A 2017 Labex Corail & Université de la Nouvelle-Calédonie study indicated that turtle-headed seasnakes (Emydocephalus annulatus) in polluted bays of New Caledonia tended to be melanistic. Strikingly, this adaptation does not appear to be a deterrent to predation. Rather, melanistic snakes appear to be able to concentrate pollutants in their skins, allowing them to rid themselves of the poisons the accumulate when they shed. This was confirmed by the higher concentrations of pollutants found in the shed skins of melanistic individuals.
A 2008 study of sea kraits, another type of marine snake, however, found no apparent adaptive benefit to melanism. Occasional melanism in animals as diverse as black-crowned night herons and white-tailed deer also appears to be the result of a genetic fluke rather than any adaptive pressure selecting for the mutation.
Among the most studied melanistic animals are Bagheera’s cohort, the Felidae. Of the 37 species of cats, big and small, 13 are known to exhibit melanism. The melanistic mutation appears to have arisen at least five times in this family. The most well known mutations causing melanism in cats are the loss of function in the ASIP gene, which codes for the agouti pattern, and a gain in function of the MC1R gene, which is involved in the production of melanin. In most cases, some adaptive purpose has been identified.
In leopards, melanism appears in five subspecies and is most common in those of Southeast Asia. This appears to be due to the camouflage properties offered by a darker coat in the dense forests of the region. In fact, a 2010 study indicated that a large proportion of leopards in peninsular Malaysia are melanistic. Though melanism does occur in leopards from Africa and other regions, it is not as useful in open habitat and is thus less common. For this reason, black Amur leopards, from Russia and China, are not used in zoo breeding programs for reintroduction into the wild. Similarly, melanistic jaguars (Panthera onca) are less common in open terrain than in dense jungle.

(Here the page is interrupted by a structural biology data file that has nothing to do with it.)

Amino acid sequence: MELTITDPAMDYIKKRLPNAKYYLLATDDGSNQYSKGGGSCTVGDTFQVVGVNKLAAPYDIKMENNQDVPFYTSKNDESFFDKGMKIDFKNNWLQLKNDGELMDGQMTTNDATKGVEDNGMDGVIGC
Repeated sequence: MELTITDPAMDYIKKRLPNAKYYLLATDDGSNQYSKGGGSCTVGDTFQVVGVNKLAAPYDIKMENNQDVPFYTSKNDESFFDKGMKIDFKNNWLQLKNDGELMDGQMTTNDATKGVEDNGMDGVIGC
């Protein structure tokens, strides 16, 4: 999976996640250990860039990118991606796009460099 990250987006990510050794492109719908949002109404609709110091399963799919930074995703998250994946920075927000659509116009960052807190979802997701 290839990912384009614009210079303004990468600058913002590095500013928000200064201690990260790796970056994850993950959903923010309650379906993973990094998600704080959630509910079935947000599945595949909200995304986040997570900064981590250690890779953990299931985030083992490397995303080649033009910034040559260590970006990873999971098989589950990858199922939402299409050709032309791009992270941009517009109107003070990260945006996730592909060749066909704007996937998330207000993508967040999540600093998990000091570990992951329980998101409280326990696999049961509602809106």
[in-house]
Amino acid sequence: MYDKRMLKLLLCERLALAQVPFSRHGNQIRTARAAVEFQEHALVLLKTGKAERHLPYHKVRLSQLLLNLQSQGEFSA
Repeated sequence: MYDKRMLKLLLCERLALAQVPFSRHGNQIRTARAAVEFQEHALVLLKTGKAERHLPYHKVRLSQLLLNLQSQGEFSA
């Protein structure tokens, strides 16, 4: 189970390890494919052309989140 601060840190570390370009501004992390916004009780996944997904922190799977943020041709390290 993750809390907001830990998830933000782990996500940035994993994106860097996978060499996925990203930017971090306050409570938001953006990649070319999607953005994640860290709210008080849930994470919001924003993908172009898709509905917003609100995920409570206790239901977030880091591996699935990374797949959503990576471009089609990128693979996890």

Adaptive effects have been noted in small South American cats such as the kokod (Leopardus guigna), pampas cat (L. colocolo), and Geoffroy’s cat (L. geoffroyi) as well. Another South American cat, the oncilla (L. tigrinus) was shown to differ in habits depending on whether or not it was melanistic. Melanistic specimens preferred to hunt on brightly lit nights, while normally colored specimens preferred darker conditions, presumably because their coats were less visible to potential prey.
Wolves in North America and Europe have also provided illuminating areas of study in regards to melanism. Melanistic wolves are thought to have resulted from ancestral cross-breeding with domestic dogs. As with cats, melanistic wolves are more common in heavily forested regions.
Much remains to be learned about the functions of melanism and associated mutations. One study suggested that melanistic barn owls (Tyto alba) had different sleep cycles and were more vigilant than their normally colored counterparts. And it has been proposed that melanism may in some ways be deleterious in that it blocks sunlight from the skin, decreasing vitamin D production.
One thing is sure: like Bagheera, these shadowy creatures are “no man’s plaything,” persisting in the face of, and perhaps because of, the wild and furious pressures of natural selection.